Some of you who know me and follow me on social media know by now I’ve had a change of heart. I am no longer pursuing a career path as a registered dietitian. It was a combination of factors that culminated in that decision. It is quite apropos that I am posting this today on January 6th, as it is the Epiphany. With this change, I am not sure what direction this blog should take, or if I should just deactivate it.
After graduating from community college, I was still excited about becoming a dietitian. On the strength of my grades, I was accepted into a highly regarded dietetics program at University of Tennessee. As a transfer student, I needed to take at least 60 credit hours at UT as a requirement for graduation. I had planned ahead for that and decided I would minor in Business Administration, preparing myself for either advancement into a management role or for opening my own private practice.
This was an exciting time. I was finally taking the courses that mattered for my major. My excitement was supplanted by ennui during my junior year. At the same time, my business coursework was exciting and interesting. I had seriously contemplated changing majors, but ultimately decided to stick with it. This set me up for a spring semester where I turned in my worst academic performance of this second go-around in college.
The reality of becoming a dietitian finally set in. I would have to apply for and be accepted into a dietetic internship. Before starting school, a 1200 hour unpaid internship doesn’t sound so bad. With the looming requirement for a Masters level degree to become an RD, I would need to go to grad school to even be competitive in the job market. The future looked like three miserable years and thousands of dollars in debt.
The other factor that led to my change of heart was the issue of plant-based diets. I think I subconsciously chose nutrition to validate my choices. It didn’t take a monumental effort to find out that vegetarian, including vegan diets, are nutritionally adequate, and even optimal in some cases. Even if I wasn’t already vegan, the evidence is too compelling to ignore. It was like being awed by a magician’s tricks and subsequently finding out how the trick was performed. All the magic was lost.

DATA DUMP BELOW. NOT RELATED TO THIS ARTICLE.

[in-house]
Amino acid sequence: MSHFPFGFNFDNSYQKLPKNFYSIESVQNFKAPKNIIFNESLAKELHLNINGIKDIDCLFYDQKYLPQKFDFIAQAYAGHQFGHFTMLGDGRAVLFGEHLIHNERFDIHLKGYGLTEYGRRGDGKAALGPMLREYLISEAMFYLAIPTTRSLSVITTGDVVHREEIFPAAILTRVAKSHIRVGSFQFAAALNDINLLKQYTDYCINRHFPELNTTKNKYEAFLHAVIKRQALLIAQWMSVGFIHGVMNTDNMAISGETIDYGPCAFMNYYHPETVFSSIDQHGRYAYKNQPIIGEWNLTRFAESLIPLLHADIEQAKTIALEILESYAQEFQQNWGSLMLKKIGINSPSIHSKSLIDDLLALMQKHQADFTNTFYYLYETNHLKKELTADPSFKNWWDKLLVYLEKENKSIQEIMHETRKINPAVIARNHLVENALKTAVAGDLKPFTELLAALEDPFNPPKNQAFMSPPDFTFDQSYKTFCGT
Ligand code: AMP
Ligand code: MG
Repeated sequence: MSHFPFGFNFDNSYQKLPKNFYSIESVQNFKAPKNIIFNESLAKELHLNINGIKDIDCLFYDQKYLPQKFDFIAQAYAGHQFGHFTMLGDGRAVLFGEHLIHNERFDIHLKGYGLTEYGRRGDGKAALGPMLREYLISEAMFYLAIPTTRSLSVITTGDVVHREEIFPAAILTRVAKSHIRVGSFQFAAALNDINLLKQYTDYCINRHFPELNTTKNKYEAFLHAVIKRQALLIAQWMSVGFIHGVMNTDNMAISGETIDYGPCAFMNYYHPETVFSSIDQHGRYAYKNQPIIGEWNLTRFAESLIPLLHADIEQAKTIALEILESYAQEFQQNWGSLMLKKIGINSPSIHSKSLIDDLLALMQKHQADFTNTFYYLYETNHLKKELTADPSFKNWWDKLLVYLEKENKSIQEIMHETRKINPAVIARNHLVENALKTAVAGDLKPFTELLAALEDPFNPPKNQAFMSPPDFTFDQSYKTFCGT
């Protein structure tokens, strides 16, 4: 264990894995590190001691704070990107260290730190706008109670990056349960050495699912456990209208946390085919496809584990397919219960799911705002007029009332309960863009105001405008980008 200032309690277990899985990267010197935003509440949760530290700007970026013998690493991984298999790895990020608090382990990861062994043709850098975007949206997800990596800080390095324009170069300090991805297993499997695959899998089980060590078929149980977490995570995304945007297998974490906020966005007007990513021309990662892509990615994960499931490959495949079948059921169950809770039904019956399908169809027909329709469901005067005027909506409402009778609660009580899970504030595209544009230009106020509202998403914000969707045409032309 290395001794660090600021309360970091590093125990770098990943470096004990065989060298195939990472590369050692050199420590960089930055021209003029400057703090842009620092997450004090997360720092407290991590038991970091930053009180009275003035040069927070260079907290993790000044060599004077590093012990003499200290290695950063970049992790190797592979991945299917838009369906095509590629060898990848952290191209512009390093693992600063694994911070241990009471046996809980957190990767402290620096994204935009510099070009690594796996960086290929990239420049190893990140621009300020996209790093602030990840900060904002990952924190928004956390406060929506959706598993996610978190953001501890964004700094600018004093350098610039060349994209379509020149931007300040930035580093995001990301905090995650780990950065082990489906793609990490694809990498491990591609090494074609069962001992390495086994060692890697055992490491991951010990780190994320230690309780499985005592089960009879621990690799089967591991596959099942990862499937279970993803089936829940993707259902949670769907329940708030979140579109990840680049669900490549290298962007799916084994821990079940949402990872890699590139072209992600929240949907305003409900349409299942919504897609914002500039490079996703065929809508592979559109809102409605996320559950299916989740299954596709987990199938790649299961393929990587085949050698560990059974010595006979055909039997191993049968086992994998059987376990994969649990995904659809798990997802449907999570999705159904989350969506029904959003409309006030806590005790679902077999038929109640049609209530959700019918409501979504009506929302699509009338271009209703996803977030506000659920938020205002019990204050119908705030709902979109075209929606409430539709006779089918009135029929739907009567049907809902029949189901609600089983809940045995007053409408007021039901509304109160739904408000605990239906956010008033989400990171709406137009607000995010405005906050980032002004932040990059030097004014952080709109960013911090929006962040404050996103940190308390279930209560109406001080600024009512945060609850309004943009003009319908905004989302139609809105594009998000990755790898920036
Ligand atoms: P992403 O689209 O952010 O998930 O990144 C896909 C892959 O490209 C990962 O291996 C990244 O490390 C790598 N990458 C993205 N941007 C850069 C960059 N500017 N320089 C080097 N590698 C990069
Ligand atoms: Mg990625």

By the time I confirmed my feelings, it was too late to change majors. There is strong support in the “it’s never too late” camp, but in my individual circumstance, it truly is too late. Surprise, I applied skills I learned in my business courses to come to that conclusion.
Finishing the last year of the nutrition degree would be more cost-effective than changing majors. Changing majors would mean a bachelors in business would require similar money and time as finishing the last year of nutrition and earning an MBA. With my previous work experience and my business coursework, I anticipate a salary comparable to that of an entry level dietitian, but without having to go through the unpaid internship, licensing exam and possibly grad school. I would also have three years of work experience and earned salary in that time.
I plan to enter the job market upon graduation. Summer courses left me no time to study for the GMAT, and there is always the possibility that a future employer would help me pay for my MBA. My combination of education, skills, and experience should be attractive to many potential employers this spring.